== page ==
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[Texts]## 52B: Polytopes and polyhedra |

Here are a few files concerning geometric objects made from straight pieces: polygons, polyhedra, and generalizations.

Questions regarding the underlying spaces (and algebraic invariants) are included on the topology pages. Classic questions regarding polygons and regular solids are included on the geometry pages. There is a separate section on constructibility of polygons (and other things) with ruler and compass.

Many of these questions are related to themes arising in geometric visualization, a topic covered reasonably well on the net. In particular, the newsgroup comp.graphics.algorithms considers such themes from time to time. Some such topics are here, others on the page for computational geometry.

- 52B05: Combinatorial properties (number of faces, shortest paths, etc.), See also 05Cxx
- 52B10: Three-dimensional polytopes
- 52B11: n-dimensional polytopes
- 52B12: Special polytopes (linear programming, centrally symmetric, etc.)
- 52B15: Symmetry properties of polytopes
- 52B20: Lattice polytopes (including relations with commutative algebra and algebraic geometry), See also 06A08, 13F20, 13Hxx
- 52B22: Shellability [new in 2000]
- 52B35: Gale and other diagrams
- 52B40: Matroids (realizations in the context of convex polytopes, convexity in combinatorial structures, etc.), See Also 05B35
- 52B45: Dissections and valuations (Hilbert's third problem, etc.)
- 52B55: Computational aspects related to convexity, For computational geometry and algorithms, See 68Q20, 68Q25, 68U05; for numerical algorithms, See 65Yxx
- 52B60: Isoperimetric problems for polytopes
- 52B70: Polyhedral manifolds
- 52B99: None of the above but in this section

Parent field: Convex and discrete geometry

Browse all (old) classifications for this area at the AMS.

Coxeter, H. S. M.; Du Val, P.; Flather, H. T.; Petrie, J. F.: "The fifty-nine icosahedra", Springer-Verlag, New York-Berlin, 1982. 26 pp. ISBN 0-387-90770-X

"Regular Polytopes", H.S.M Coxeter (Dover reprint) -- lots of formulas for polyhedra and so on.

Schreiber, Peter: "What is the true number of semiregular (Archimedean) solids?", Festschrift on the occasion of the 65th birthday of Otto Krötenheerdt. Beiträge Algebra Geom. 35 (1994), no. 1, 91--94. MR95e:52020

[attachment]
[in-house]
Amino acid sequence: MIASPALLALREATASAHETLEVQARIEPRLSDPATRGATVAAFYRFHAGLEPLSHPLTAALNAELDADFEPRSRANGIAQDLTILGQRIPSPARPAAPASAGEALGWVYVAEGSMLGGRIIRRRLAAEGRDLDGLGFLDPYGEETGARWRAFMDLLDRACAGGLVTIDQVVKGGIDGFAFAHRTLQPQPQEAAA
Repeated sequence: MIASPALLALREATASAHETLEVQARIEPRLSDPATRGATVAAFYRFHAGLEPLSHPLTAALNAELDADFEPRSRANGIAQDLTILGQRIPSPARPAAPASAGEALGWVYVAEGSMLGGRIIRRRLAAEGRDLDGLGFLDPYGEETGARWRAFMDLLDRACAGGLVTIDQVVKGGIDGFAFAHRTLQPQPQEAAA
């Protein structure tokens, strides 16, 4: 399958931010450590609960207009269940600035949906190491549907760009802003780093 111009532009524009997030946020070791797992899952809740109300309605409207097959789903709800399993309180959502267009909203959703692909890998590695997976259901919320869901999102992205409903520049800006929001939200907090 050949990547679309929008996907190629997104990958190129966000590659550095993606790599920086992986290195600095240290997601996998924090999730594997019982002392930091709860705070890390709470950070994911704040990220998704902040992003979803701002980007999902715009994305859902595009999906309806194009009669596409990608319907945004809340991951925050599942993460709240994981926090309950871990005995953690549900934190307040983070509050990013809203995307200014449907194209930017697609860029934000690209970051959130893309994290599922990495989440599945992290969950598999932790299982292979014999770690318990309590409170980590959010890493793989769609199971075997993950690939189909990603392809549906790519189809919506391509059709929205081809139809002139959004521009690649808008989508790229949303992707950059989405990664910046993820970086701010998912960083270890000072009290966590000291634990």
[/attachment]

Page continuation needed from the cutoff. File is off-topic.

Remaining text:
"Polyhedron Models", by Magnus J. Wenninger (Cambridge University Press, London-New York, 1971): has models of all 52 uniform polyhedra and some stellations.

"Space, Shapes, and Symmetry" by Holden -- lots of pictures of models, not limited to paper.

A few basic questions keep arising with regard to polygons:

- How do you compute the area enclosed by a polygon?
- How do you find its center of mass of a polygon (program included)
- How do you find the centroid of a polygon (pointer)
- How do you decide if a point is interior
- How to decide if you're inside a polygon? (pointer, citation)
- How can you check a corner for concavity.
- A combinatorial question: how many regions result when connecting all the vertices of a regular polygon?
- Number of regions formed by diagonals in a polygon
- Unbounded number of regions as intersection of convex polygons

A couple of odds and ends of pointers to software (not tested here!):

- A pointer to code for Delaunay triangulation
- How to plot circular motion on a display?
- How to compute the convex hull of some points in the plane?
- (An interesting variant on computing areas of cyclic polygons is also included.
- For variety, here's a sample of a trigonometric approach to determining the area of a pentagon.
- For triangles, you may wish to use Heron's formula

Then a few comments about polyhedral surfaces in 3-space.

- Using Cayley-Menger determinant to determine radius of circumscribed sphere around a tetrahedron
- What shape is a soccer ball?
- Regular, semiregular polyhedra and the disphenoid
- Can one always unwrap the surface of a polyhedron to get something flat and nonoverlapping? (open)
- Here's a long spiel (with short punchline) on evaluating volumes of polyhedra.
- Another post computing volumes of polyhedra.
- How to compute the volume of a polyhedron? Pointers, citations, summary
- Volume of a tetrahedron (in terms of sides)
- How to compute the volume of a simplex in R^n in terms of its sides.